Good News For The Popular Chimney Tops Trail At Great Smoky Mountains National Park
There are over 800 miles of trails in Great Smoky Mountains National Park, and the Chimney Tops Trail is one of the most popular—for good reason. Although the route is steep, it's only a two-mile hike to a rock outcropping that provides spectacular views of the Smokies.
Unfortunately, serious problems had developed along this little slice of mountain paradise.
Years of heavy foot traffic, combined with steep terrain and heavy annual precipitation, had resulted in major resource damage and safety concerns, and the trail, as originally constructed, simply wasn't sustainable. Tree roots were exposed and sections of trail had been worn down to bedrock, causing poor footing and tripping hazards. Photos at this link illustrate the extent of the problem.
There's good news for hikers, however, and phase one of a project to rehabilitate the Chimney Tops Trail has just been completed. The work was made possible by "Trails Forever," a partnership between the non-profit Friends of the Smokies and Great Smoky Mountains National Park.
Work by the six-person trail crew, aided by volunteers, began in April, and focused on a one-mile section of the trail. Over the years, hikers have picked their way around exposed rock and wet areas where water cascades down the steep slope, resulting in an ever-widening muddy and eroding route.
The trail crew used local rock to create an "aesthetically pleasing, easily walkable, sustainable staircase with integrated drainage. Thanks to the design of the staircase and revegetation efforts, what formally was a ten-foot impact corridor has become a solid, four-foot wide trail."
It was necessary to close the Chimney Tops Trail Mondays through Thursdays from the end of April until early October, to allow the crew to work without worrying about the safety of visitors moving through confined areas during some tricky rock work. The photo below offers just one example of the challenges involved in moving large rocks with an ingenious system of ropes and pulleys...and lots of muscle power.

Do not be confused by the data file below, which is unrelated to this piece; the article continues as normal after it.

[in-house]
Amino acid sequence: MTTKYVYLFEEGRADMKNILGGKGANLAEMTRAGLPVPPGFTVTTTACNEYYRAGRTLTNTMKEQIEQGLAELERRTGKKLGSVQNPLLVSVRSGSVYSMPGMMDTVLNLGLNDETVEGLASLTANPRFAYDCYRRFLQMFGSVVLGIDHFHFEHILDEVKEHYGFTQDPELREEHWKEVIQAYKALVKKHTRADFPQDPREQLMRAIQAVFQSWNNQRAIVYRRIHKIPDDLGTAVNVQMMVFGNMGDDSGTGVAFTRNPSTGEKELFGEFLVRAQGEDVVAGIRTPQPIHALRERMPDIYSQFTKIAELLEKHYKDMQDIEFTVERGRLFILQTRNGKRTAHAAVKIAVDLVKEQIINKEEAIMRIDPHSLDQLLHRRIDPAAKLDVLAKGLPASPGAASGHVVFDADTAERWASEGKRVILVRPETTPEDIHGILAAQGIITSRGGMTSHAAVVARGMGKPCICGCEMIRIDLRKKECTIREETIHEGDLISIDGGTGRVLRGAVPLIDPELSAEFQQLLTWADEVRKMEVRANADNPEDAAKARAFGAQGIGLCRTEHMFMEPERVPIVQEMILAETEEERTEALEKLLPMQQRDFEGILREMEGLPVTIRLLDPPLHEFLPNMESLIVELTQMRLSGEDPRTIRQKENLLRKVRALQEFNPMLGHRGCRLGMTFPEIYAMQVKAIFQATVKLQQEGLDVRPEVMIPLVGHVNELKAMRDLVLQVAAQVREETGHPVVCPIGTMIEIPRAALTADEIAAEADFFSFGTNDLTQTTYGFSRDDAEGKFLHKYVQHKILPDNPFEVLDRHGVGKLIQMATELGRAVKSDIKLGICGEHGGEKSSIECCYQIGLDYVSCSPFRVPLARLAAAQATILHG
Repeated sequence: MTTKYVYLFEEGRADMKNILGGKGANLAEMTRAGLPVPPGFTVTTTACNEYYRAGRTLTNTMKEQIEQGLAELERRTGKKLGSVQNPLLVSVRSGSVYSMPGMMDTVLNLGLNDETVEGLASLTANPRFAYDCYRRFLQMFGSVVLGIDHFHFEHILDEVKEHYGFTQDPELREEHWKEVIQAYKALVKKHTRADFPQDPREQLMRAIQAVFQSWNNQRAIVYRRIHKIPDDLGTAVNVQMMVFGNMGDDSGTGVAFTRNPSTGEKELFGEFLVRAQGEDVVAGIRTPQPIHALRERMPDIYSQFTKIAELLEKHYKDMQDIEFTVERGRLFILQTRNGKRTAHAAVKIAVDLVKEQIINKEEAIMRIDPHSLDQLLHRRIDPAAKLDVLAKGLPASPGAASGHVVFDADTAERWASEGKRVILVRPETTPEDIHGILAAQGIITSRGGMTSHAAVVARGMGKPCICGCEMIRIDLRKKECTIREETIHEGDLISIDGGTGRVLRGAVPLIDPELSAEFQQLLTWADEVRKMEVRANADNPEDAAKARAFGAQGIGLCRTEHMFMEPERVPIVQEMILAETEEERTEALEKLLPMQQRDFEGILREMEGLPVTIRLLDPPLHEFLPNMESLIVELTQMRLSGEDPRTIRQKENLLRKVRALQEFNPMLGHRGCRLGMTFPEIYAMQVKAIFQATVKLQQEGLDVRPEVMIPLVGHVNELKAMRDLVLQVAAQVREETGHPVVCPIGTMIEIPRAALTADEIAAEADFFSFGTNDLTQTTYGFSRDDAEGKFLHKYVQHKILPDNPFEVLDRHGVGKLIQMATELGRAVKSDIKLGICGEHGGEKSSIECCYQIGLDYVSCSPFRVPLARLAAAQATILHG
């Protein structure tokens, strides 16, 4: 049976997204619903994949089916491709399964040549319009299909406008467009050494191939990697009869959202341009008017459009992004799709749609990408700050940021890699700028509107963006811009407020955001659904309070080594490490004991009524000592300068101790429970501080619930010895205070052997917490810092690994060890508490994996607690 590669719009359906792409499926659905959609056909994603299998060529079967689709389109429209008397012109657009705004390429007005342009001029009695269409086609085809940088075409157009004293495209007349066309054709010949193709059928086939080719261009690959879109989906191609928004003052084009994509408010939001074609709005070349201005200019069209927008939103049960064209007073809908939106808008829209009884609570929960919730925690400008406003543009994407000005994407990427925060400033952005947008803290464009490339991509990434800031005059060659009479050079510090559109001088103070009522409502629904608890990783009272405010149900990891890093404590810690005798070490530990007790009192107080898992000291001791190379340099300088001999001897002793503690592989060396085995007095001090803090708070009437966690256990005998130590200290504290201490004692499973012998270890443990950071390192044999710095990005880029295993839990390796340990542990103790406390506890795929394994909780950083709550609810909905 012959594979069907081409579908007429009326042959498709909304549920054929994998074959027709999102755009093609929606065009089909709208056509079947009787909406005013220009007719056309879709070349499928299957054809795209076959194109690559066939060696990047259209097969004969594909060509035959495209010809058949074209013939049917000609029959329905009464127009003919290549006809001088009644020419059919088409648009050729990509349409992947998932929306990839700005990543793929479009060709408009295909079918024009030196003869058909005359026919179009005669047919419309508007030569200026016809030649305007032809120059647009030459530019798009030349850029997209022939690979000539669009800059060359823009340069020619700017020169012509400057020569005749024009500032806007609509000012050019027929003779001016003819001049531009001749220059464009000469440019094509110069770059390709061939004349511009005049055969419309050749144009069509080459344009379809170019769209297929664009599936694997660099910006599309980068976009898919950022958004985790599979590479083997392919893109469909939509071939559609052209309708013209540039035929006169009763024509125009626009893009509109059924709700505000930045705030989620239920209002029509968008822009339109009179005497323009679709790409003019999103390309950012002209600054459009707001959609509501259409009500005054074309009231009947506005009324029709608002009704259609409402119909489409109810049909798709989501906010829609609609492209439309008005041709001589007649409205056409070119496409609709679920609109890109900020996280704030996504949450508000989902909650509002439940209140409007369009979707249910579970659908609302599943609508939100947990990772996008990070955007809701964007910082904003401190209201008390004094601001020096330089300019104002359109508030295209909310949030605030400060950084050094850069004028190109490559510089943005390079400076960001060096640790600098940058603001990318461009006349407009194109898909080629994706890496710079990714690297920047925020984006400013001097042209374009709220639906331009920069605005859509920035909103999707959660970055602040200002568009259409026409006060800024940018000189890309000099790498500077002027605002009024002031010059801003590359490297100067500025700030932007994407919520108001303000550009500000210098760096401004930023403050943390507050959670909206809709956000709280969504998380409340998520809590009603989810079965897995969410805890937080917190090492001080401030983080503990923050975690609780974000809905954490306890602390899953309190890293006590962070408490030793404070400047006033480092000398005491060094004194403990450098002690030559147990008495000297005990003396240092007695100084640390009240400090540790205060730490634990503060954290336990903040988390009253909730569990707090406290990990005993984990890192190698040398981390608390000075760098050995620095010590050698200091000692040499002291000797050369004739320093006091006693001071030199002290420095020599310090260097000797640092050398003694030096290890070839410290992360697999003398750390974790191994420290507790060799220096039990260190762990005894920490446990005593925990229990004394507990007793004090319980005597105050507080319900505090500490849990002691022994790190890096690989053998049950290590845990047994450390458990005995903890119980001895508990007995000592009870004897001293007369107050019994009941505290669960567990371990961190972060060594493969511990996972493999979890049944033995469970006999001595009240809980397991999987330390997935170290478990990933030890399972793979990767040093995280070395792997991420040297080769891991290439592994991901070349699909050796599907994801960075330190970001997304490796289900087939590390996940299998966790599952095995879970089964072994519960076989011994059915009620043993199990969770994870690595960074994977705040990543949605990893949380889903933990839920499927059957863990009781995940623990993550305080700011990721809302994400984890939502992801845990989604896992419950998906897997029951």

A similar project was completed from 2008 to 2011 on the Forney Ridge Trail, another popular route in the park which runs between Clingmans Dome and Andrews Bald. You can view before and after photos of that work at this link.
The Trails Forever partnership provides an important opportunity for a highly skilled trail crew to focus on reconstruction efforts on the high use and high priority trails in the park. That's in contrast to most of the work by other park trail crews, which have plenty of challenges simply keeping up with cyclic maintenance such as clearing windfalls, pruning and dealing with drainage issues on the park's 848 miles of trails.
According to a park spokesperson, "The Trails Forever crew produces high quality, sustainable trail solutions to some of the most challenging erosion issues on the trail system. These sustainable trail improvements include redefining sections of trail that have become unsafe or unwalkable, improving drainage by modifying water bars or constructing other types of drainage structures, and building staircases or raised turnpike structures out of sustainable materials to prevent further erosion."
"The program also provides a mechanism for volunteers to work alongside the trail crew on these complex trail projects to assist in making lasting improvements to preserve the trails for future generations."
If you're interested in volunteer opportunities for future trail projects in the park or would like more information about the Trails Forever program, you'll find details here.